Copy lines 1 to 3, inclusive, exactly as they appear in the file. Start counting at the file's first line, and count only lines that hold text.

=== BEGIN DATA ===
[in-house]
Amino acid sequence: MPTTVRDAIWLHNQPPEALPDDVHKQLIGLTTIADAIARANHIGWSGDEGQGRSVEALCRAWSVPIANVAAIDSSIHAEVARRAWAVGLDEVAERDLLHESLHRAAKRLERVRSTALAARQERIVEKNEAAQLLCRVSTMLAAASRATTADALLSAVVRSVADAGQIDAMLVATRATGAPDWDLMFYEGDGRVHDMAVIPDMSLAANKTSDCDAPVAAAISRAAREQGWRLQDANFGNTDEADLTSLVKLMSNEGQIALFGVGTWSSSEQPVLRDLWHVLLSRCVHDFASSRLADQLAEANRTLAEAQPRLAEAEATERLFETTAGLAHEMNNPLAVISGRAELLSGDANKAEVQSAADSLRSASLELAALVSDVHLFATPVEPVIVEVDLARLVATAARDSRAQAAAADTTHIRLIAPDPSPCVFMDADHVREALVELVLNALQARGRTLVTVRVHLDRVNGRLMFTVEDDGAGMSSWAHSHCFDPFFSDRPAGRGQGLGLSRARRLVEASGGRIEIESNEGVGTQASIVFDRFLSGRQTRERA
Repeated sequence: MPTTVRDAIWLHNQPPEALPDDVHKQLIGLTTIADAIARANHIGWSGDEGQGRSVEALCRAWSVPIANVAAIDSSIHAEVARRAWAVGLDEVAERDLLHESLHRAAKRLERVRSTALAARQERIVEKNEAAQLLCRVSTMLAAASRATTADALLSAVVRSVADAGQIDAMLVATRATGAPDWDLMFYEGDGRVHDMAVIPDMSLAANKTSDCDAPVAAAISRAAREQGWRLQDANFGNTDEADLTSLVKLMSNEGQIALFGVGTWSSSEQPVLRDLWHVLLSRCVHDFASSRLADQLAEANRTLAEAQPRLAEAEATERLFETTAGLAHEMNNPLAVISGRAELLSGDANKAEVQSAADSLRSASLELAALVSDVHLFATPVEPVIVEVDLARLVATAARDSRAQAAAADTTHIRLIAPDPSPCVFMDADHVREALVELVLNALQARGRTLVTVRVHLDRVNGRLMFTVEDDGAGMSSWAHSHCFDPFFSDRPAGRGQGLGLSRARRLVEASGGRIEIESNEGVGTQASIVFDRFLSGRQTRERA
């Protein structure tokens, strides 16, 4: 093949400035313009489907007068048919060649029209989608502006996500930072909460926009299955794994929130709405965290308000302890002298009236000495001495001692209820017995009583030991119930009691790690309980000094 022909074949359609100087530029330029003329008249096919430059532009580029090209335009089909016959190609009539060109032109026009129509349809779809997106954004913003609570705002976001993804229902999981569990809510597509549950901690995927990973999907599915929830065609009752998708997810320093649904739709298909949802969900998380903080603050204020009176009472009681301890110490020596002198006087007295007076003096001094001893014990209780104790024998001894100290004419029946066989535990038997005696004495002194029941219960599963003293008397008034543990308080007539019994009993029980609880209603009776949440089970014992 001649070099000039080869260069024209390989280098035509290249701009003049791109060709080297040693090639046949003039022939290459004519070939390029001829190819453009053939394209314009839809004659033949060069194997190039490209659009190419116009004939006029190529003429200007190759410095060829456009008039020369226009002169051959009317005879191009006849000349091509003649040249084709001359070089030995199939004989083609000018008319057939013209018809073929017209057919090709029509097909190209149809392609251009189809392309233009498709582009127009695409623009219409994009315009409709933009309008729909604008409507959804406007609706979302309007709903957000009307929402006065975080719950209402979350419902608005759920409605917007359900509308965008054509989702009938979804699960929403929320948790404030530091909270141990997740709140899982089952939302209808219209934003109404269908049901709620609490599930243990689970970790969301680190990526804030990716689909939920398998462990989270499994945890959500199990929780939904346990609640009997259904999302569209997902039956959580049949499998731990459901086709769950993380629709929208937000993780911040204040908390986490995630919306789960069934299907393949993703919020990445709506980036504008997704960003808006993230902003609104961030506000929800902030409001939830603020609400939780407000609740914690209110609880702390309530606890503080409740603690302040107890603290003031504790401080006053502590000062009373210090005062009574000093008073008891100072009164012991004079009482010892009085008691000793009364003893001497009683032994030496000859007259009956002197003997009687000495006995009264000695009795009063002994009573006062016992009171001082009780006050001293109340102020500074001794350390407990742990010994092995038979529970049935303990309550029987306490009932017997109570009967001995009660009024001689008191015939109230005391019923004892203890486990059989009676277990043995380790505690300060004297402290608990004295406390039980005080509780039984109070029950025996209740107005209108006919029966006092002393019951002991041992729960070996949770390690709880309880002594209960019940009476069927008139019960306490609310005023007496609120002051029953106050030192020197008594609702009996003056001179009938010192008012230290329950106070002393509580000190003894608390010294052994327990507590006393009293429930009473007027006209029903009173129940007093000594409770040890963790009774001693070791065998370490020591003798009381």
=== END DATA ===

[in-house]
Amino acid sequence: MPTTVRDAIWLHNQPPEALPDDVHKQLIGLTTIADAIARANHIGWSGDEGQGRSVEALCRAWSVPIANVAAIDSSIHAEVARRAWAVGLDEVAERDLLHESLHRAAKRLERVRSTALAARQERIVEKNEAAQLLCRVSTMLAAASRATTADALLSAVVRSVADAGQIDAMLVATRATGAPDWDLMFYEGDGRVHDMAVIPDMSLAANKTSDCDAPVAAAISRAAREQGWRLQDANFGNTDEADLTSLVKLMSNEGQIALFGVGTWSSSEQPVLRDLWHVLLSRCVHDFASSRLADQLAEANRTLAEAQPRLAEAEATERLFETTAGLAHEMNNPLAVISGRAELLSGDANKAEVQSAADSLRSASLELAALVSDVHLFATPVEPVIVEVDLARLVATAARDSRAQAAAADTTHIRLIAPDPSPCVFMDADHVREALVELVLNALQARGRTLVTVRVHLDRVNGRLMFTVEDDGAGMSSWAHSHCFDPFFSDRPAGRGQGLGLSRARRLVEASGGRIEIESNEGVGTQASIVFDRFLSGRQTRERA
Repeated sequence: MPTTVRDAIWLHNQPPEALPDDVHKQLIGLTTIADAIARANHIGWSGDEGQGRSVEALCRAWSVPIANVAAIDSSIHAEVARRAWAVGLDEVAERDLLHESLHRAAKRLERVRSTALAARQERIVEKNEAAQLLCRVSTMLAAASRATTADALLSAVVRSVADAGQIDAMLVATRATGAPDWDLMFYEGDGRVHDMAVIPDMSLAANKTSDCDAPVAAAISRAAREQGWRLQDANFGNTDEADLTSLVKLMSNEGQIALFGVGTWSSSEQPVLRDLWHVLLSRCVHDFASSRLADQLAEANRTLAEAQPRLAEAEATERLFETTAGLAHEMNNPLAVISGRAELLSGDANKAEVQSAADSLRSASLELAALVSDVHLFATPVEPVIVEVDLARLVATAARDSRAQAAAADTTHIRLIAPDPSPCVFMDADHVREALVELVLNALQARGRTLVTVRVHLDRVNGRLMFTVEDDGAGMSSWAHSHCFDPFFSDRPAGRGQGLGLSRARRLVEASGGRIEIESNEGVGTQASIVFDRFLSGRQTRERA